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Chronic migraine research finds genetic mechanism to lower migraine frequency

MedicalXpress Breaking News-and-Events Dec 19, 2023

DNA detectives from QUT have found a biological mechanism behind the reduction of migraine frequency in chronic migraine sufferers after their gradual withdrawal from migraine medications.

The study "Alterations in DNA methylation associate with reduced migraine and headache days after medication withdrawal treatment in chronic migraine patients: a longitudinal study" was published in Clinical Epigenetics and describes how researchers found epigenetic changes in two genes implicated in the transition from episodic migraines to chronic migraine.

First author QUT geneticist Professor Divya Mehta from QUT's Center for Genomics and Personalized Health in the School of Biomedical Sciences and QUT's Center for Data Science said chronic migraine was a major headache for about 2% of the general population.

"Overuse of acute headache pain relief and other medications is an important factor in the development and maintenance of chronic migraine," Professor Mehta said.

"We class migraine as chronic if the sufferer has headaches on 15 or more days a month for three or more months of which eight days fulfill migraine criteria, so it is a highly disabling type of migraine.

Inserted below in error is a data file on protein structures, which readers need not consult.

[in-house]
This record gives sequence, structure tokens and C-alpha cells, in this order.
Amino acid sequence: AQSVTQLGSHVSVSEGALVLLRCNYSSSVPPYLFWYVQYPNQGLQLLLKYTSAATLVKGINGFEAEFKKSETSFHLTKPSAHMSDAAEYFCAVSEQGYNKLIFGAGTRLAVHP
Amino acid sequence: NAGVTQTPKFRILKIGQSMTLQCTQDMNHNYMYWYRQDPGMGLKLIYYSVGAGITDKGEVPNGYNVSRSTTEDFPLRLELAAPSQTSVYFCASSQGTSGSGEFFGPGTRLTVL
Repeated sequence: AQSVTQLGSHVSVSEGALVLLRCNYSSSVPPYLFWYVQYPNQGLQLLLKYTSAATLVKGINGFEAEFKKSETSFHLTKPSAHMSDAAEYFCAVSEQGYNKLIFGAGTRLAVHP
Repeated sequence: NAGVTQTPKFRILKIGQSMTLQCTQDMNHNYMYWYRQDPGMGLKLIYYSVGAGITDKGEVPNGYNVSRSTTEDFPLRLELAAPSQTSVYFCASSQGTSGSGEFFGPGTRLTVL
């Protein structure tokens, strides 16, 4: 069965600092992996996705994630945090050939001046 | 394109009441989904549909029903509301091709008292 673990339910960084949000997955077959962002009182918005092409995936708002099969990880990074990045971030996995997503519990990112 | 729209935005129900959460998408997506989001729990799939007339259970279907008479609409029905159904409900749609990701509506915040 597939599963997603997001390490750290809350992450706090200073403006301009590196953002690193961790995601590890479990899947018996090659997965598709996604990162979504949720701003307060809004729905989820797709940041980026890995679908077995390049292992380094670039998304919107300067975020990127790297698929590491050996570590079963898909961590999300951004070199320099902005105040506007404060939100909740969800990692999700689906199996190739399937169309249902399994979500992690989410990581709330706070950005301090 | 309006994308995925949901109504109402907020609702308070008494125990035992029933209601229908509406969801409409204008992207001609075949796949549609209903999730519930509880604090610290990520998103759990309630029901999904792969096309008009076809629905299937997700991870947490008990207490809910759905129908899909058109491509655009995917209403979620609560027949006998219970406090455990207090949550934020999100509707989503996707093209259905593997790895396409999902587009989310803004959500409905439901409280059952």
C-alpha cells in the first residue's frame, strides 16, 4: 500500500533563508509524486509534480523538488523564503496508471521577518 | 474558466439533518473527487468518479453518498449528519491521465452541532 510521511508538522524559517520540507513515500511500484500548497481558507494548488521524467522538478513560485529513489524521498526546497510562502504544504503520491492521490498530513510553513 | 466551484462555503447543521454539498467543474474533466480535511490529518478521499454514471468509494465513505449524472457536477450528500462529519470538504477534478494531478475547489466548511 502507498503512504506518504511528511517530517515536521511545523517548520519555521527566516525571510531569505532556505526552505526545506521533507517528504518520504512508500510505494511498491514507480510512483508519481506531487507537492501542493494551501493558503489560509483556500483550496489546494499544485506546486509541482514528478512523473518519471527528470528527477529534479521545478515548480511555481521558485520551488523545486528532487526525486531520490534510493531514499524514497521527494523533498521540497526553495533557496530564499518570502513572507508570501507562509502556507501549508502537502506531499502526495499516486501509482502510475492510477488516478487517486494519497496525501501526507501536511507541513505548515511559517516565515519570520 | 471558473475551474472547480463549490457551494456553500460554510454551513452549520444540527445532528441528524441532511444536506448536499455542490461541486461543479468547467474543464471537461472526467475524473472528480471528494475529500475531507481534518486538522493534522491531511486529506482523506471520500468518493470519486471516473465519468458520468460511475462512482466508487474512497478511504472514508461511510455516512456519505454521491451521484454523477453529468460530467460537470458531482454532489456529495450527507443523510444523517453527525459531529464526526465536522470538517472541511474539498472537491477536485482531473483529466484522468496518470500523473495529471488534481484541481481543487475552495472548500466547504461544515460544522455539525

"Working with colleagues at Leiden University Medical Center (LUMC) in the Netherlands, we set out to understand the process of migraine chronification whereby attacks become more and more frequent in some migraine sufferers and how this process could be reversed.

"The research team investigated longitudinal changes in DNA methylation, an epigenetic modification, which are chemical 'tags' added to DNA molecules in response to environmental factors, including therapeutic drugs, that 'switch' genes on or off."

Co-first author and researcher molecular biologist and geneticist Dr. Heidi Sutherland from QUT's Center for Genomics and Personalized Health and School of Biomedical Sciences said DNA was analyzed from blood taken from the patients with chronic migraine at the beginning of and after the 12-week withdrawal from medication treatment.

"The patients kept a headache diary and those who had a greater than 50% reduction in monthly headache and migraine days (the responders) were compared with the non-responders to identify DNA methylation changes associated with their response to treatment," Dr. Sutherland said.

"Of all the patients, 59.8% had reverted to episodic migraine by the end of the 12-week withdrawal period.

"We found epigenetic changes in the HDAC4 gene that were associated with a mean reduction in headache days following the withdrawal of acute medication and that decreased DNA methylation levels were associated with reduced headache days.

"Secondly, we found that DNA methylation within the MARK3 gene was associated with a mean reduction in migraine days. Lower DNA methylation levels at baseline in MARK3 was associated with reduced monthly migraine days and found to be a biomarker to predict response."

Professor Mehta said the findings had huge clinical implications as they indicated that these genes might be novel therapeutic targets for migraine.

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